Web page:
Moderator: Starbuck


luxemen
Member
luxemen
Member
Joined: April 10th, 2018, 9:04 pm

May 22nd, 2018, 2:29 am #2

@Black Man:

I know I'm resurrecting an old thread, but what do you mean Korean phenotypes are "extreme"? You mean Koreans have extremely mongoloid features? Is that what you're saying?
Quote
Like
Share

black man
Advanced Member
black man
Advanced Member
Joined: July 11th, 2005, 8:13 pm

May 22nd, 2018, 7:51 am #3

Nurizone wrote:@Black Man:

I know I'm resurrecting an old thread, but what do you mean Korean phenotypes are "extreme"? You mean Koreans have extremely mongoloid features? Is that what you're saying?
Thanks for the hint, Nurizone.

Yes, myth based on the observation of people from one or two occupational groups is actually something like "Korean phenotypes tend to be relatively extreme" or "extremely mongoloid" etc.

Just a few days ago I was trying to deconstruct the very same myth at http://www.anthropedia.science/single/? ... t=10037963 in this sentence:
wrote:(...) maybe there is no "Tungid component" in the southern Korean population but only a mix of "Palaeoasiatic" and "Manchurian" types which might superficially resemble a minority among northern Tungusic-speaking people.
That said, the reason for which children look like their parents can be what researchers call "assortative mating" in literature. I.e., the Korean parent or relatives of the non-Korean parent might have features similar to those of the Korean parent. Back then, when I posted on assortative mating, I ignored part of the logical consequences of this ethological pattern simply because I didn't consider it in all kinds of contexts. So my post above must have looked like an atavism. If you come similarly outdated posts, just mention them. We'll correct or delete them.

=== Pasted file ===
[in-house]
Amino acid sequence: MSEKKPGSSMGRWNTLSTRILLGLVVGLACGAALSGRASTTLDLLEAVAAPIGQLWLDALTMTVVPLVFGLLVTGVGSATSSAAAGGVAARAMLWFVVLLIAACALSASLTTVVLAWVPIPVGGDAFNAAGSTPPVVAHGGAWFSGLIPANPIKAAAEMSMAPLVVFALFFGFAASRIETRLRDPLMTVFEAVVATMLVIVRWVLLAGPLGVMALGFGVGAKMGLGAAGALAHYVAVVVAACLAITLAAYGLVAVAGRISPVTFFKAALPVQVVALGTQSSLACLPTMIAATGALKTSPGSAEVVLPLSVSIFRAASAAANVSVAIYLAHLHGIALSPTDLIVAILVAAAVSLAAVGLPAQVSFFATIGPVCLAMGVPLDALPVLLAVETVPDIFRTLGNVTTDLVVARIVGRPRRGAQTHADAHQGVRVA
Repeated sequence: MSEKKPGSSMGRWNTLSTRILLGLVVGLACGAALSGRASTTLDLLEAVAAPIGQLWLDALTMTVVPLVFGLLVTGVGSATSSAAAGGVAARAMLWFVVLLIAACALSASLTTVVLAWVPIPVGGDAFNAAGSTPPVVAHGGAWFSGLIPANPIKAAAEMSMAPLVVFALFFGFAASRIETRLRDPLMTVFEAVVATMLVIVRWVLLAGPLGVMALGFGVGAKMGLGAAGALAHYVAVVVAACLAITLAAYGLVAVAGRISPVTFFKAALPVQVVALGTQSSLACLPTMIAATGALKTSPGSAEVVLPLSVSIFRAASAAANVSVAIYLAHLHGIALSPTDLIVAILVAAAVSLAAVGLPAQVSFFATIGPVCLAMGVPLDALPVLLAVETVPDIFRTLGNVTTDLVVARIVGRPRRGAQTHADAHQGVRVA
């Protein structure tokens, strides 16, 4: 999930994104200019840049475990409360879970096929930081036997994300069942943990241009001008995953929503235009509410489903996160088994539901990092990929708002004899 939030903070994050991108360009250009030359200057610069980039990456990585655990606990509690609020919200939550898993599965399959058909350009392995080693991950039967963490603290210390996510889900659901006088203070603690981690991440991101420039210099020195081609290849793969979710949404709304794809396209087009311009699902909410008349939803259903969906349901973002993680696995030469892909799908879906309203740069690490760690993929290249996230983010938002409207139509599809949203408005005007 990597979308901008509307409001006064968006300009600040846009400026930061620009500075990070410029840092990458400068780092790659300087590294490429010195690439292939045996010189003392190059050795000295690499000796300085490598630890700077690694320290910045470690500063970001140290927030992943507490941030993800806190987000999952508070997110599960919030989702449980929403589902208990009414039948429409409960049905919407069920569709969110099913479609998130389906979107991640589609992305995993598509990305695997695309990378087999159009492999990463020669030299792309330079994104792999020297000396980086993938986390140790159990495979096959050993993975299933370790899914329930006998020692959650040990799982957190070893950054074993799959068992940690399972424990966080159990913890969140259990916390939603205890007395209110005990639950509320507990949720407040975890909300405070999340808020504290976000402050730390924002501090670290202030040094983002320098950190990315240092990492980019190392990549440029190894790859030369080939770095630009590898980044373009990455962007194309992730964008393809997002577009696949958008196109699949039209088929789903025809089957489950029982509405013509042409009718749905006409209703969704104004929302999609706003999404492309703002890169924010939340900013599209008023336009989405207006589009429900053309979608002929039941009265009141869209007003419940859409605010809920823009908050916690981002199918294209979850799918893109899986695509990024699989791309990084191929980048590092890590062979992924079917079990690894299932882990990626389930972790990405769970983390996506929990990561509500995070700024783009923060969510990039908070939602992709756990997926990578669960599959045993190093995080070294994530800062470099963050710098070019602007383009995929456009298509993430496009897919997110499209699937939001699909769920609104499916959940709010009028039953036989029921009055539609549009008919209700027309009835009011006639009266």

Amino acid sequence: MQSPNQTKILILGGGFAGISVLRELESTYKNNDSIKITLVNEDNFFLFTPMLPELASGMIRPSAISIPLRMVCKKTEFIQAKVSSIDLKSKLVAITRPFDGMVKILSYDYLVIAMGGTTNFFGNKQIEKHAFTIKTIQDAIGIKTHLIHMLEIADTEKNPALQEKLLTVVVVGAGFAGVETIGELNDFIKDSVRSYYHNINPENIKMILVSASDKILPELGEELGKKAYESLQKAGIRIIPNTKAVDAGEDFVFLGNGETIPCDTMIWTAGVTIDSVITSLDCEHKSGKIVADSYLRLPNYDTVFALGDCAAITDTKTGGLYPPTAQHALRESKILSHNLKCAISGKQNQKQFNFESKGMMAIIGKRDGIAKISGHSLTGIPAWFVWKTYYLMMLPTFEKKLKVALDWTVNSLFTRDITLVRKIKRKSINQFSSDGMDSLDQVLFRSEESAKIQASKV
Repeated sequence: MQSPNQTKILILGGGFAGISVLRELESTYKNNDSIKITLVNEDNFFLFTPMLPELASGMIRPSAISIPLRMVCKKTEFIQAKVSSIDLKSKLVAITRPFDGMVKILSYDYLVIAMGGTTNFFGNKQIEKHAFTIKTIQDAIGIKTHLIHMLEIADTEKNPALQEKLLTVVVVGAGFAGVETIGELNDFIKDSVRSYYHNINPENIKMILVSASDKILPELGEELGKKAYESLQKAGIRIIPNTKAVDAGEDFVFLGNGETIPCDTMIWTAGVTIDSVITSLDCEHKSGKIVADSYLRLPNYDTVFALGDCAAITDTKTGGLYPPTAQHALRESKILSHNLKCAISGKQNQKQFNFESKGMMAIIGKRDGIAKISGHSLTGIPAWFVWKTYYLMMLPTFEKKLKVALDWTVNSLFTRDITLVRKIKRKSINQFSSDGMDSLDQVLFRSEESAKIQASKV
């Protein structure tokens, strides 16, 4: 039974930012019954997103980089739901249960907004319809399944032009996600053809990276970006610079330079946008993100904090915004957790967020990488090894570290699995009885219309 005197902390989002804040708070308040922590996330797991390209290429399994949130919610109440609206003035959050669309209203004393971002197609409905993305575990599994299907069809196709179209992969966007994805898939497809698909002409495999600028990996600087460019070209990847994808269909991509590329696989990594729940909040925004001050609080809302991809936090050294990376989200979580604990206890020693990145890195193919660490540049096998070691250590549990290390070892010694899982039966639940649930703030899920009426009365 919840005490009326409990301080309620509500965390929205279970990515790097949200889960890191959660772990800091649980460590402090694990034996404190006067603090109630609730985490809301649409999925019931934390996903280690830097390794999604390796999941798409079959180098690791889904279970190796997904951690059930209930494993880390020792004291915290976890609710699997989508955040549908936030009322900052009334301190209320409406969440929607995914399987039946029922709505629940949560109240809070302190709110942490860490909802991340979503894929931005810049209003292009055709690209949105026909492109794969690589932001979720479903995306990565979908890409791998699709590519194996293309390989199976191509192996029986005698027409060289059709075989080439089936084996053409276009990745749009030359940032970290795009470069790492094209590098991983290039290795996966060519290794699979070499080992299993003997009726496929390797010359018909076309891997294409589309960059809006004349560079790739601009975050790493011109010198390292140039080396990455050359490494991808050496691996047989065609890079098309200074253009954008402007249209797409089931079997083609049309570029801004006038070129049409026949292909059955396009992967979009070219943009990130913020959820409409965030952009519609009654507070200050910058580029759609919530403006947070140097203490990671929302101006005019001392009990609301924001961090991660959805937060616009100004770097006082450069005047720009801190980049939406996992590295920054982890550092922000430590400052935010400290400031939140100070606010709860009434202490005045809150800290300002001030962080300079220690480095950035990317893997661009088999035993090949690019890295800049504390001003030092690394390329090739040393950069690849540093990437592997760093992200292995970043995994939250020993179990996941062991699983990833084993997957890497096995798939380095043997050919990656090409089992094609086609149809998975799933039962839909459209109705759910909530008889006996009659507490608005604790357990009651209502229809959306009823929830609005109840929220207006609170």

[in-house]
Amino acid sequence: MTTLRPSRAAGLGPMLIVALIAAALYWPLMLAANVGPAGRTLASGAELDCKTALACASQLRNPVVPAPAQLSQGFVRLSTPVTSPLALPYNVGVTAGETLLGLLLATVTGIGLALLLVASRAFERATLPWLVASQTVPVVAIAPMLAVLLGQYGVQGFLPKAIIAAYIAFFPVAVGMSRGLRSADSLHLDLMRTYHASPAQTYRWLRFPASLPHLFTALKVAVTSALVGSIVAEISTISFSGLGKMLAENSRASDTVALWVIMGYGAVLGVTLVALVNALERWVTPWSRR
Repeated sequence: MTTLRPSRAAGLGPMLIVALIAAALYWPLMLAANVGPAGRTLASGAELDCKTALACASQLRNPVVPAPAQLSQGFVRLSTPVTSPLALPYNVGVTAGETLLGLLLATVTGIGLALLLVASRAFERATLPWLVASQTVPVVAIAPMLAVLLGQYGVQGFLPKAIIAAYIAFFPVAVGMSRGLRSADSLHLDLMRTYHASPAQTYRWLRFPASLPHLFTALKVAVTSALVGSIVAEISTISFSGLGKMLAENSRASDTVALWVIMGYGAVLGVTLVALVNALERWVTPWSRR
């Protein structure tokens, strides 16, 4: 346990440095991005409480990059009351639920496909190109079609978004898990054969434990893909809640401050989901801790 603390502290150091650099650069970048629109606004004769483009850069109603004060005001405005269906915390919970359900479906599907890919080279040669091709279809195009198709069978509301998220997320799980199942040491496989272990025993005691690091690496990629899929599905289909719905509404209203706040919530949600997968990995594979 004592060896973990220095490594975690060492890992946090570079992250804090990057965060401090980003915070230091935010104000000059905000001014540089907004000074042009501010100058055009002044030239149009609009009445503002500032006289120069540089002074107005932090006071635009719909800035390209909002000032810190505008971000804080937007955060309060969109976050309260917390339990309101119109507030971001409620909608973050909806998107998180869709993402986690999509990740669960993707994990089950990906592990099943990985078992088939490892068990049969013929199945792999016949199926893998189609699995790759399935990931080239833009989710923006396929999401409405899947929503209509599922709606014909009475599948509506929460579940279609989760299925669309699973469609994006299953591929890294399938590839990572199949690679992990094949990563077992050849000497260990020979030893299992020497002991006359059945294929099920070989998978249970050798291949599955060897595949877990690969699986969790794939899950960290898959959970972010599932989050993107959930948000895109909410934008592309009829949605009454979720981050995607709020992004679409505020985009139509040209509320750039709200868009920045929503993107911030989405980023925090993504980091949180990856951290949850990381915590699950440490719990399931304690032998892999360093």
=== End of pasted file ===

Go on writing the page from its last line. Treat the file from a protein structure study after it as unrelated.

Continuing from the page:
I just edited the first post above. The statement I removed was:
wrote:Since Korean phenotypes tend to be relatively extreme (even in comparison with Siberian phenotypes), Korean hybrid looks might imply inheritance patterns relatively well. You may add some more links to photos, descriptions or criticise this statement.

More generally, when reviewing such older posts, I noticed the notorious presence of ethnologisms which probably stem from people having read certain outdated statements from ethnological literature. Unexperienced and narrow-minded ethnologists and even more so laymen who are into ethnology typically get into cycles of "othering" from which they will possibly never escape. As you can see above, I myself even had access to better literature but didn't change my mind for quite a while. The reason for this was the lack of post-post-colonial perspectives. One has to consider information from colonial and postcolonial periods as being biased for certain reasons.

Last but not least, Korean American(?) netizens themselves occasionally perpetuated myths from these particular periods apparently without noticing that this was detrimental to their own reputations as forumites and members of an ethnic group. Claiming to be "extreme" seems to have had the vibe of claiming to be "more pure-bred", "more authentic" etc than others and was probably part of general ethno-nationalistic idealisms which might have flourished under the special historical circumstances in 20th century Korea.

So the key to rational anthropology-related discussions is IMO neither updated ethnological literature per se nor subjective experience in real life nor ancestry per se but increased levels of inter-disciplinary dialogues. Knowledge should get confirmed by different people from different disciplines.
Quote
Like
Share